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From Rahul Bhattacharjee <rahul.rec....@gmail.com>
Subject Re: Why big block size for HDFS.
Date Mon, 01 Apr 2013 03:03:36 GMT
Thanks a lot John , Azurya.

I guessed about the optimization of HDD. Then it might be good to defrag
the underlying disk during general maintenance downtime.


On Mon, Apr 1, 2013 at 12:28 AM, John Lilley <john.lilley@redpoint.net>wrote:

>  ** **
> *From:* Rahul Bhattacharjee [mailto:rahul.rec.dgp@gmail.com]
> *Subject:* Why big block size for HDFS.****
> ** **
> >Many places it has been written that to avoid huge no of disk seeks , we
> store big blocks in HDFS , so that once we seek to the location , then
> there is only data transfer rate which would be predominant , no more
> seeks. I am not sure if I have understood this correctly.****
> >My question is , no matter what the block size we decide , finally its
> getting written to the computers HDD , which would be formatted and would
> have a block size in KB's and also while writing to the FS (not HDFS) , its
> not guaranteed that the blocks that we write are continuous , so there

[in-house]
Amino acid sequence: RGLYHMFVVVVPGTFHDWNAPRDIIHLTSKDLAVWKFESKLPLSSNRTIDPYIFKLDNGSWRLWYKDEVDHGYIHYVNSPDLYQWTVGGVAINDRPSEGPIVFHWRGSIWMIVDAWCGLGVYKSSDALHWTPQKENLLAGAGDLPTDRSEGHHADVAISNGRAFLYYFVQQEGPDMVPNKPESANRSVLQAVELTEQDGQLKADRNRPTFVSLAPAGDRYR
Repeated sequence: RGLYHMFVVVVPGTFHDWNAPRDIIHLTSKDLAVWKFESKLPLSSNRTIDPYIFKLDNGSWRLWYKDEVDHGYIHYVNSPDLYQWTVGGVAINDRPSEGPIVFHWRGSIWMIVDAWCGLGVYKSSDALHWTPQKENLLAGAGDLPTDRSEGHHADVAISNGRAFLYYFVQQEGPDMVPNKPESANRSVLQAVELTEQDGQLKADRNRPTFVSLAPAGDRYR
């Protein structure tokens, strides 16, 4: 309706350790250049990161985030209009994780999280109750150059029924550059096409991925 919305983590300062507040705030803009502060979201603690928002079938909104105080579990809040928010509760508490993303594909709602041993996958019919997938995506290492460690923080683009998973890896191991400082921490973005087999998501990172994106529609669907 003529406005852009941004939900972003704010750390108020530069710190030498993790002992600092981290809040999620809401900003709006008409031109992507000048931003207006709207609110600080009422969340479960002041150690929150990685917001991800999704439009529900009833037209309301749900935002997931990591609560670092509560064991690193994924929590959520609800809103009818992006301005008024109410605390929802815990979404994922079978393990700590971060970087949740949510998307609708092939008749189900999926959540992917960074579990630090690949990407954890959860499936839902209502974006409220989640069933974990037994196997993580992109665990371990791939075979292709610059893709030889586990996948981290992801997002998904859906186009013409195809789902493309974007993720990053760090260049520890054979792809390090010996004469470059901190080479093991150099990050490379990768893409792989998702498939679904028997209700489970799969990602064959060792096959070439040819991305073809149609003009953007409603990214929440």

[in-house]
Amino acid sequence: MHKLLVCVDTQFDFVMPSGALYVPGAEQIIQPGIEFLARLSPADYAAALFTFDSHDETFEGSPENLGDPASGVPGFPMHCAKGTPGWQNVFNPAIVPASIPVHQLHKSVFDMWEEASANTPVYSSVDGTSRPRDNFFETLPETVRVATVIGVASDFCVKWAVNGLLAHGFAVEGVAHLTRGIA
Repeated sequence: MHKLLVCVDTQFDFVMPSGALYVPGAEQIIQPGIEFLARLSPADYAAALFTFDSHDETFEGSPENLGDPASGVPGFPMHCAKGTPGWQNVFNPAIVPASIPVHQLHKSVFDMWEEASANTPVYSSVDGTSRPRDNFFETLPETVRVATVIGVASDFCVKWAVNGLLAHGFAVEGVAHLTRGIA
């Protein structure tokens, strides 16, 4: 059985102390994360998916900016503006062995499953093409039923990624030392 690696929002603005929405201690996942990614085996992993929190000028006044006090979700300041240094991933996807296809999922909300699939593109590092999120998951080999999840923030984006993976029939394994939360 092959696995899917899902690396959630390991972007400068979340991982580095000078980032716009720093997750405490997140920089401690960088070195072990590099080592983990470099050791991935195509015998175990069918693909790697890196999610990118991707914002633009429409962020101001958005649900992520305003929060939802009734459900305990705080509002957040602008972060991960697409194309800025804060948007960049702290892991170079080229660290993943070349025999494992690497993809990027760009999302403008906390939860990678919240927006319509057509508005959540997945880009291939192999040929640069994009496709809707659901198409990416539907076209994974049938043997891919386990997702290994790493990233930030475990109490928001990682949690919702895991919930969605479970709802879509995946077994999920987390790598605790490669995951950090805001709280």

> would be disk seeks anyways .The assumption of HDFS would be only true if
> the underlying Fs guarentees to write the data in continuous blocks.****
> >Can someone explain a bit.****
> >Thanks,
> >Rahul  ****
> ** **
> While there are no guarantees that disk storage will be contiguous, the OS
> will attempt to keep large files contiguous (and may even defrag over
> time), and if all files are written using large blocks, this is more likely
> to be the case.  If storage is contiguous, you can write a complete track
> without seeking.  A complete track size varies, but a 1TB disk might have
> 500KB/track.  Stepping adjacent close tracks is also much cheaper than the
> average seek time, and as you might expect, has been optimized in hardware
> to assist sequential I/O.  However, if you switch storage units, you will
> probably encounter at least one full seek at the start of the block (since
> it was probably somewhere else at the time).  The result is that, on
> average, writing sequential files is very fast (>100MB/sec on typical
> SATA).  But I think that the blocks overhead has more to do with finding
> where to read the next block from, assuming that data has been distributed
> evenly.****
> ** **
> So consider connection overhead when the data is distributed.  I am no
> expert on the Hadoop internals, but I suspect that somewhere, a TCP
> connection is opened to transfer data.  Whether connection overhead is
> reduced by maintaining open connection pools, I don’t know.  But let’s
> assume that there is **some** overhead for switching data transfer from
> machine “A”  that owns block “1000” and machine “B” that owns block
> “1001”.  The larger the block size, the less significant will be this
> overhead relative to the sequential transfer rate.  ****
> ** **
> In addition, MapR/YARN has an easier time of scheduling if there are fewer
> blocks.****
> --john****

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